Real Icelanders have real Icelandic names – they’re called Einar, Ingibjörg or Ólafur, but by no means Alex, Theo or Sheila.
That’s the rule here in Iceland! And so that everyone adheres to this regulation, there is the Icelandic naming committee. This is an official body that decides which names are officially approved for Icelanders and which are not. There is even an official name register of Icelandic first names of which you can choose from female and male names.
But what if you’re nonbinary? For those who don’t know what nonbinary means: some people feel neither solely masculine nor clearly feminine. They might, for some example, be gender fluid, they might feel they are a mix of male and female, they might feel they have no gender at all—the one thing they all have in common is they don’t fit neatly into either “male” or “female”.
“I feel very fluid, I don’t like having a box that I need to fit in”, says Hrafnsunna Ross. Hrafnsunna lives in Reykjavík and is nonbinary.
Finding your name
Nonbinary people in Iceland encounter problems when it comes to finding a name, because many do not want to have a purely female or purely male name.
Hrafnsunna had another name when they were born.
“My parents gave me the name Sunna, that’s a traditionally female name but I needed a little ’more’. I heard of the male name Hrafn and that suits me, so i just added it. I didn’t want to let go of my feminine side, so I just added a masculine name. Hrafnsunna balanced things out a little bit for me and I am really happy with it. ”
Hrafnsunna was recognized as a new name by the Naming Committee and is now officially in their passport.
“What I had to do is, I had to propose if Hrafnsunna can be legal and you have to pay for that. Then you pay again to change your legal name and then if you want to be registered as a nonbinary person you have a to pay for that as well. So even though in Iceland they say that people should have unhindered access to identify as they please, having that much money is hindering that.” adds Hrafnsunna.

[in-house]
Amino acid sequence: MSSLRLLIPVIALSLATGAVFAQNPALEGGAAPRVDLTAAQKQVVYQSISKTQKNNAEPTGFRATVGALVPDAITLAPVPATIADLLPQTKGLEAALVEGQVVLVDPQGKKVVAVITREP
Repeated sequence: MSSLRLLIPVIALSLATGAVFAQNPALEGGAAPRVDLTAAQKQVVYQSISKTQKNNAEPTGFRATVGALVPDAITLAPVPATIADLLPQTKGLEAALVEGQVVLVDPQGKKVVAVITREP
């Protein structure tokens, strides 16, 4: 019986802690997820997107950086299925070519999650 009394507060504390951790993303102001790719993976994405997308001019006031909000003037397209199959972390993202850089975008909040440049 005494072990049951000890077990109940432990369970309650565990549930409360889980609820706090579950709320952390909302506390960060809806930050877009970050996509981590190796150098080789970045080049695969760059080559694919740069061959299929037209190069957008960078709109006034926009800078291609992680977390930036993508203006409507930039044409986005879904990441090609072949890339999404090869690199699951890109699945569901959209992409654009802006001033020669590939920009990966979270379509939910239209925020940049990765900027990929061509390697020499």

The Naming Committee
If you are not satisfied with the selection of names in the name register, you have to apply to the Naming Committee for your desired name and hope that they will agree. The following rules apply to adding a new name to the name register:
– A proper name must not be such that it can be a nuisance to the nominee.
– The name must not be in conflict with the Icelandic language system.
– A given name must be able to take an Icelandic transfer of ownership or have acquired a tradition in the Icelandic language.
Since 2019, all Icelanders, whether male or female, can choose any name from the list of names. Nonetheless, nonbinary people still have a problem with this, because they don’t want to fall completely into either the female or the male category.
Most other European countries have unisex names such as Sasha, Nikita or Alex.
“We also have unisex or gender neutral names in Iceland but they are very rare. They are both male and female – there is Blær. A few of my friends like Regn (rain). But nonbinary people are trying to get some new names accepted by the committee, because for now it’s only very few actual gender-neutral names”, says Hrafnsunna Ross.
But how does the last name work for non-binary people?
The Gender Autonomy Act of 2019 also allowed individuals who register their gender as ‘X’ to take gender neutral family names instead of patronymics or matronymics. Before, children had to be given a name that specifies them as being either male or female using the suffixes -son or -dóttir. But now, there is a gender neutral option in the name ending -bur, which doesn’t carry any gendered connotation.
“There are 3 options right now – apart from just dealing with it and not changing your name. First you can be lucky that there is an actual normal surname in your family, that doesn’t say your a daughter or a son. Like for me, I am Ross … so that was easy. But you can’t just pick a surname, it has to be in your family already. Second, there are some people who just use – bur or barn, which means offspring or child. And third, there are some who just take away the son and daughter – for example rather than Steinarsson they’d say Steinars. ”
It’s important to note, however, that this gender neutral option will only be available to Icelanders who are officially registered as neither male nor female.
The Icelandic Naming Committee has been criticized for a long time, because it represents a great bureaucratic effort and restricts the freedom of choice for many Icelandic citizens.
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